Severe Hyponatremia in a Single-Center Series of 84 Homogenously Treated Children With Acute Lymphoblastic Leukemia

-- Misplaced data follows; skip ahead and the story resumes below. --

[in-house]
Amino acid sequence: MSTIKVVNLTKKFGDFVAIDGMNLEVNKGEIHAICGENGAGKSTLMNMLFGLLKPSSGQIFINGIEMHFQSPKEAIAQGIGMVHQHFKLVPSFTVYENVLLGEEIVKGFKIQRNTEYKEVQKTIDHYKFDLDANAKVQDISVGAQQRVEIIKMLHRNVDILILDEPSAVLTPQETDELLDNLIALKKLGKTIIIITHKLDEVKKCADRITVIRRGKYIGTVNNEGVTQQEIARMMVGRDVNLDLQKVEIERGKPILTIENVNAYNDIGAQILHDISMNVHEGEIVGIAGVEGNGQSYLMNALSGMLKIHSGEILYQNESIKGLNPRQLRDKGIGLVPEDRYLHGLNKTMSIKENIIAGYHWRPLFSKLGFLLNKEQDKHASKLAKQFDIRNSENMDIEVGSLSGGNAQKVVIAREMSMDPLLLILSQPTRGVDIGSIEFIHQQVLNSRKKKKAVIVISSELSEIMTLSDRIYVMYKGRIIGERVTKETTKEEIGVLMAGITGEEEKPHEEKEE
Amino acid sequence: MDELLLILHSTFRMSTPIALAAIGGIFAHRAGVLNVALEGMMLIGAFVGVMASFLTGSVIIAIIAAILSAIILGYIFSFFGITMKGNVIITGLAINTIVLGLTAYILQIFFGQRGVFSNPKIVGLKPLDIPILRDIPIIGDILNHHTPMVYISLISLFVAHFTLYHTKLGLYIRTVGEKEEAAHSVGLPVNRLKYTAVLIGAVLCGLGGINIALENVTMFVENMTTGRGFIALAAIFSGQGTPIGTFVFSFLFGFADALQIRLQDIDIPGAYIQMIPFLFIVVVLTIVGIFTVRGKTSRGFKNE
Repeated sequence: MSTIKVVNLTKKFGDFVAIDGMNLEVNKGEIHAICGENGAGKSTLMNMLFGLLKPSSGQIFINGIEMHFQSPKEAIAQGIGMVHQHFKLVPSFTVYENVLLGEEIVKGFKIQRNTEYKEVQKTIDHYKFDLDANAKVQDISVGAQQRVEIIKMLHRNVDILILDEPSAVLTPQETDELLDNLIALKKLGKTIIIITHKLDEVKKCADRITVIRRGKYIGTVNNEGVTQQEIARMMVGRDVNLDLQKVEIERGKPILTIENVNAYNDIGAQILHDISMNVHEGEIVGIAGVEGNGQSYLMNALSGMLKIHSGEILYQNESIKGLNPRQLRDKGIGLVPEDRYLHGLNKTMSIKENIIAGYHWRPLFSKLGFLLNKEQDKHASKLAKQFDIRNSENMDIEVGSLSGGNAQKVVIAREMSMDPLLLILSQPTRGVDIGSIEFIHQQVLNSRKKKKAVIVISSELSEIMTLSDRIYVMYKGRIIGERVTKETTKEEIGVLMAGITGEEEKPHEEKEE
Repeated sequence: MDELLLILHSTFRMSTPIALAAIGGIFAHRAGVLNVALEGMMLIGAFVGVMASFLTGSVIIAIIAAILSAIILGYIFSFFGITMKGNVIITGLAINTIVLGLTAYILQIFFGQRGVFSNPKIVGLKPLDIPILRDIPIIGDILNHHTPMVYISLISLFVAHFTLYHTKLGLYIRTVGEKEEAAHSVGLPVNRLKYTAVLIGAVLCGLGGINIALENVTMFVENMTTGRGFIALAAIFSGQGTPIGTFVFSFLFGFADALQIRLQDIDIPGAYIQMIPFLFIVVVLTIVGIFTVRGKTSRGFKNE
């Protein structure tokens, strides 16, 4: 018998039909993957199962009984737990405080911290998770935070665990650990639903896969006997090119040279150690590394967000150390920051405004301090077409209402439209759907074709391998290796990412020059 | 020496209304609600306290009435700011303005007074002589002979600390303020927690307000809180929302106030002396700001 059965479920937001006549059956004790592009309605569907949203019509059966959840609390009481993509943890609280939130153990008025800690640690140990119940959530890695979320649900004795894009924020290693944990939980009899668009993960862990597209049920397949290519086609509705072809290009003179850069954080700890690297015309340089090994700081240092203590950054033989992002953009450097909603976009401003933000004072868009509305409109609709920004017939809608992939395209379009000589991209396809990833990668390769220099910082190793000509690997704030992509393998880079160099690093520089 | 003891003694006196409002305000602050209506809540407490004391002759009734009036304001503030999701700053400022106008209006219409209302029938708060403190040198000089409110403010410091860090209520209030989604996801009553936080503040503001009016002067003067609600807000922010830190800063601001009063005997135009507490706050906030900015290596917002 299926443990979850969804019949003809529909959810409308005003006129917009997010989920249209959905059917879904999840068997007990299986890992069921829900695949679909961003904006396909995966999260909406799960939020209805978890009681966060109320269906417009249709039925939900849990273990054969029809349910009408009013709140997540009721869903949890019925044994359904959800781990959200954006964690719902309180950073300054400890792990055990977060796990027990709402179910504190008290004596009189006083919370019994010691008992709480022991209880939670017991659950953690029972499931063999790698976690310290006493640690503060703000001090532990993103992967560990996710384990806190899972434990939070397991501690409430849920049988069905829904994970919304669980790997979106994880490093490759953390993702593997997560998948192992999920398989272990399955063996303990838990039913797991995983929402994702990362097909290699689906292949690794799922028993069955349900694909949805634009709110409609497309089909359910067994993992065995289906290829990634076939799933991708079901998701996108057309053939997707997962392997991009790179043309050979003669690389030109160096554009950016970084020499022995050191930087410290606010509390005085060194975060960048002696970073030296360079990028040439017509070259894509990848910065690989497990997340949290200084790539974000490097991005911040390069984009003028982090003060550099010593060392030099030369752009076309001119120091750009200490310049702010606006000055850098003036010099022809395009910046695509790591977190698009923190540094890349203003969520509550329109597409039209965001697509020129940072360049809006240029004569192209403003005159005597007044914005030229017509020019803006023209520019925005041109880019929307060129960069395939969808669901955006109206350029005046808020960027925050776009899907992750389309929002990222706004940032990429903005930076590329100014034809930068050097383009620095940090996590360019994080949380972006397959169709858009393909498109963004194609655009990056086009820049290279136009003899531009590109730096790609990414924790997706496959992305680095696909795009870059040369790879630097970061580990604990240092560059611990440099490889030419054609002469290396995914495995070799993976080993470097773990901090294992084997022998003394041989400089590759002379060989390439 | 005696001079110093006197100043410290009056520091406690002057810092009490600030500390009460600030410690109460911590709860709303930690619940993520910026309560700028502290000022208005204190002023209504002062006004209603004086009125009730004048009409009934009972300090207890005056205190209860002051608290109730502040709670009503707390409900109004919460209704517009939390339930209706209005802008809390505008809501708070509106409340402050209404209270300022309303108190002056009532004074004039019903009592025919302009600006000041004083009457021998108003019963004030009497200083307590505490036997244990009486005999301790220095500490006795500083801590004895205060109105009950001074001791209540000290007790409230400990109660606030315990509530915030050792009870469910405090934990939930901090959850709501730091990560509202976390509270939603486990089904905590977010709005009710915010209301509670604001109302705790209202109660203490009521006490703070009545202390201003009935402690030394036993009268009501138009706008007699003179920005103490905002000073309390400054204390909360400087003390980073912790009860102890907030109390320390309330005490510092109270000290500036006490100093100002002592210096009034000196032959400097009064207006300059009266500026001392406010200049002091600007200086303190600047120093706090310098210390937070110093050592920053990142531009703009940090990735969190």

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Electrolyte abnormalities are hallmark metabolic disturbances during the treatment of acute lymphoblastic leukemia (ALL). Hyponatremia is an ominous laboratory sign in the setting of neoplasia. We analyzed the incidence, risk factors, associations, specific interventions and outcomes of severe hyponatremia in a single-center series of children with ALL. The incidence of severe hyponatremia, defined as serum sodium levels below 130 mmol/L on at least 2 of 3 consecutive days, was 11.9%. History of hyponatremia episode is associated with neurologic complications (P=0.023) and the presence of overt central nervous system leukemia (CNS3) at diagnosis (P=0.005). Most observed hyponatremia episodes resolved relatively quickly, rarely requiring specific treatment. All but 1 hyponatremia episodes occurred in the induction or reinduction phases, but none before the administration of cytotoxic drugs, pointing to the role of therapy complications rather than leukemia per se. Most patients received vincristine shortly before hyponatremia onset, and vincristine has been previously strongly implicated in hyponatremia. We also suggest a role for imatinib. Although every patient with severe hyponatremia requires swift and thorough diagnostics a serious sequelae in the setting of pediatric ALL is rare. Hyponatremia association with neurotoxicity likely points to vincristine hypersensitivity in the subgroup of patients with both complications.

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